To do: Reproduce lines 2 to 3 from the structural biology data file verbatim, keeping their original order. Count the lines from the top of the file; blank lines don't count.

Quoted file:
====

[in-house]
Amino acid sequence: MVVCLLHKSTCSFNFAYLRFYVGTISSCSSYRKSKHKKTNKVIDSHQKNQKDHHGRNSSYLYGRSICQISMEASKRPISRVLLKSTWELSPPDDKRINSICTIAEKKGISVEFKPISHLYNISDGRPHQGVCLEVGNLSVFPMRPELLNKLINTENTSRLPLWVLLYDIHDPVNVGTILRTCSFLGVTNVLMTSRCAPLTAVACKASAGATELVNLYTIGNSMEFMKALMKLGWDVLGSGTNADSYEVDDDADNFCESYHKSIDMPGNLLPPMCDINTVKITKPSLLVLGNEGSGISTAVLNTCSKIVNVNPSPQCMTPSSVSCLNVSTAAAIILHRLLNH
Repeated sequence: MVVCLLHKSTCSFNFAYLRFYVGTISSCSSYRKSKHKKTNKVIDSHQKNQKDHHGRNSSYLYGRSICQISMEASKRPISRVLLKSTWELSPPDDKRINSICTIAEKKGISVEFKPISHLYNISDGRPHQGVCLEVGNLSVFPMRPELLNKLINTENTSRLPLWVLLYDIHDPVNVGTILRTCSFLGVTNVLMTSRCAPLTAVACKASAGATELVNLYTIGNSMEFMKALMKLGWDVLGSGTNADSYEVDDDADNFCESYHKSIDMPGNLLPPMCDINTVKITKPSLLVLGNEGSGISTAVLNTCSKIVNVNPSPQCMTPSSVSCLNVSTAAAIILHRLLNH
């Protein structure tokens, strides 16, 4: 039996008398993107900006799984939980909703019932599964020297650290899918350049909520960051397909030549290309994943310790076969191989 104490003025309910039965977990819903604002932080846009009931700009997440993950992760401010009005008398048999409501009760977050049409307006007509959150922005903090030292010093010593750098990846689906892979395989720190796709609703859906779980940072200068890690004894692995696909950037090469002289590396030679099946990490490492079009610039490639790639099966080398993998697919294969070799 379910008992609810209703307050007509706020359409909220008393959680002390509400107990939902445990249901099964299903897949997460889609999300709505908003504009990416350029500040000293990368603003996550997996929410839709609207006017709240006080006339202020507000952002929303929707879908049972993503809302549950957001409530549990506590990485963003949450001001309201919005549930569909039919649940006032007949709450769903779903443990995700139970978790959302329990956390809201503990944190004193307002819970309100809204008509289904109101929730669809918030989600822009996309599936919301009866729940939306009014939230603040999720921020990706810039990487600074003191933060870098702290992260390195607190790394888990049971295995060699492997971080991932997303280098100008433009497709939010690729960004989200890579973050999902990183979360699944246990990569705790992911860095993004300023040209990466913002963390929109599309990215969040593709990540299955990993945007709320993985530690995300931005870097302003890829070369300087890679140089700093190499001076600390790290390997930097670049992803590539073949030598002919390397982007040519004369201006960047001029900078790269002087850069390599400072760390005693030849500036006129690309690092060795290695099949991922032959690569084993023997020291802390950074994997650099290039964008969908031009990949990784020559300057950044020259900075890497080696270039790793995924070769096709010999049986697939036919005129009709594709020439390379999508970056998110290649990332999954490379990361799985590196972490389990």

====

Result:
Amino acid sequence: MVVCLLHKSTCSFNFAYLRFYVGTISSCSSYRKSKHKKTNKVIDSHQKNQKDHHGRNSSYLYGRSICQISMEASKRPISRVLLKSTWELSPPDDKRINSICTIAEKKGISVEFKPISHLYNISDGRPHQGVCLEVGNLSVFPMRPELLNKLINTENTSRLPLWVLLYDIHDPVNVGTILRTCSFLGVTNVLMTSRCAPLTAVACKASAGATELVNLYTIGNSMEFMKALMKLGWDVLGSGTNADSYEVDDDADNFCESYHKSIDMPGNLLPPMCDINTVKITKPSLLVLGNEGSGISTAVLNTCSKIVNVNPSPQCMTPSSVSCLNVSTAAAIILHRLLNH
Repeated sequence: MVVCLLHKSTCSFNFAYLRFYVGTISSCSSYRKSKHKKTNKVIDSHQKNQKDHHGRNSSYLYGRSICQISMEASKRPISRVLLKSTWELSPPDDKRINSICTIAEKKGISVEFKPISHLYNISDGRPHQGVCLEVGNLSVFPMRPELLNKLINTENTSRLPLWVLLYDIHDPVNVGTILRTCSFLGVTNVLMTSRCAPLTAVACKASAGATELVNLYTIGNSMEFMKALMKLGWDVLGSGTNADSYEVDDDADNFCESYHKSIDMPGNLLPPMCDINTVKITKPSLLVLGNEGSGISTAVLNTCSKIVNVNPSPQCMTPSSVSCLNVSTAAAIILHRLLNH